An acerbic commentary on family, consumerism, advertising and bourgeois avarice, Carey’s debut novel was presented with the 1981 Miles Franklin Award.
As Harry Joy hovers above his prone body in the opening pages, dead for nine minutes before being revived, he looks around his wealthy suburban home of a successful Australian east coast advertising executive. At just 39 years old, he has suffered a massive coronary.
But Harry wakens in the hospital convinced he has died and in Hell, this new world populated by actors playing roles. His beautiful wife Bettina is unfaithful and in the process of leaving Harry for his trusted business partner, Joel. And his teenage children are not the innocents he believes them to be – son Harry a drug dealer dreaming of working for the Colombian cartel; daughter Lucy more than prepared to bestow sexual favours on her brother in return for a hit.
Life at 25 Palm Avenue has definitely changed. Having met with Honey Barbara – part-time dope grower, part-time hooker – and her hippy, pantheistic outlook, Harry is quick to divest clients who do not meet his newly acquired ethical standards. As Harry’s suspicions and paranoia grow, his determination to become a Good Person grows.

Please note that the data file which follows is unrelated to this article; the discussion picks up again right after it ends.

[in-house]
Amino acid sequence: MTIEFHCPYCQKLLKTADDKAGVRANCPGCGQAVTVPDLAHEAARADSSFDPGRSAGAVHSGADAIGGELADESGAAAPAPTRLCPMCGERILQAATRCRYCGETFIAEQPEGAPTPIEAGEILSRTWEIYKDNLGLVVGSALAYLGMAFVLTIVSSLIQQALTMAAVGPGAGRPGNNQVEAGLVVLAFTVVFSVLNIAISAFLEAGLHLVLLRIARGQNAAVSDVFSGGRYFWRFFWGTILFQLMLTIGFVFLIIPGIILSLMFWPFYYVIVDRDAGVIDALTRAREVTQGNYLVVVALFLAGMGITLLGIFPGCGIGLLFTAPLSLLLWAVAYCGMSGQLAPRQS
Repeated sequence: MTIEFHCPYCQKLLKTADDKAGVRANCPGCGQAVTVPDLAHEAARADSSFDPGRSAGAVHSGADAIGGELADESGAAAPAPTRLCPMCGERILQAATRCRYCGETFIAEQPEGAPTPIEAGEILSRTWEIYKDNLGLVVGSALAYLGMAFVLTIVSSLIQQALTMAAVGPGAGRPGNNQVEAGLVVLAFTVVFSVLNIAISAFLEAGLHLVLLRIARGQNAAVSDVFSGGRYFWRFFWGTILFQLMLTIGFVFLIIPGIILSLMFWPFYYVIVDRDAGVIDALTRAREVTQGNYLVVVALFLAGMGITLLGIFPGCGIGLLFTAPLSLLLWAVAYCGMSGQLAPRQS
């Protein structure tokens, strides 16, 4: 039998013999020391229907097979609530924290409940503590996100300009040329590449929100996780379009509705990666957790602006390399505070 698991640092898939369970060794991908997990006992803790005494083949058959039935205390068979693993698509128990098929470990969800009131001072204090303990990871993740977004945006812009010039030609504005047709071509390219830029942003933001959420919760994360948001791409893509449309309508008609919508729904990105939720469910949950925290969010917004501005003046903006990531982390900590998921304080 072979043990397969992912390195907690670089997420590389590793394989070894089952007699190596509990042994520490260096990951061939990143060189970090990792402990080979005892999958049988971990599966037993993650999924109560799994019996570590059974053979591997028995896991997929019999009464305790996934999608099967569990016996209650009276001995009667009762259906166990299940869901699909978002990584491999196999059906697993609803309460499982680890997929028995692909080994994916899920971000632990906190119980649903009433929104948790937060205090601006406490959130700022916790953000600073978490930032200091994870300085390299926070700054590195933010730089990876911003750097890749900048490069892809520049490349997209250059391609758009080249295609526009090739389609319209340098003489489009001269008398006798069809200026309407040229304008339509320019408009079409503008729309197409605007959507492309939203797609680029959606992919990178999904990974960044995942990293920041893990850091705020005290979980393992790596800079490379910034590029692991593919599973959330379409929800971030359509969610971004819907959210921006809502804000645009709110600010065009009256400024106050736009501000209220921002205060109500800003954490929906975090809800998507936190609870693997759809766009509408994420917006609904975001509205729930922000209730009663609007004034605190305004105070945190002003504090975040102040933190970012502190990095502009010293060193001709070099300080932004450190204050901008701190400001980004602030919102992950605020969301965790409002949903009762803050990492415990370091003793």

The family conspire to have him committed. Not that that’s particularly difficult – along with his convictions and financial suicide, the local mental home is a privatised business and any patient, sane or otherwise, means subsidy dollars for Dr Alice Dalton.
There’s a strange, dream-like quality to Bliss. In this unspecified tropical, humid rainforest (likely to be Queensland), everything and everyone is a little strange and more than a little odd.
Harry doesn’t stay in the hospital for very long. Money gets him in, money gets him out. And Honey Barbara is now part of his life in Palm Avenue, in spite of her hatred for all things poisonous (living in a commune in the middle of nowhere, everything about city life is poisonous). But nothing is easily settled in the Joy family – Joel now lives in the Palm Avenue home, even if Bettina no longer feels any love for him.
Bliss is all a little crazy and anarchic, with pauses to the flow of narrative every few pages that creates a staccato reading. This structure does at times make it difficult to ‘get into’ the swing of the novel, added to which Carey is not adverse to occasionally fast-forwarding 20 years to inform us of the conclusion of a particular event or story. But Carey’s prose is beautifully descriptive and accessible – and the black, black humour is, mostly, captivating.
It’s not my favourite Carey novel – it digresses at times, annoys at others – but there is no doubting its deep humanity and love of its subject and subjects.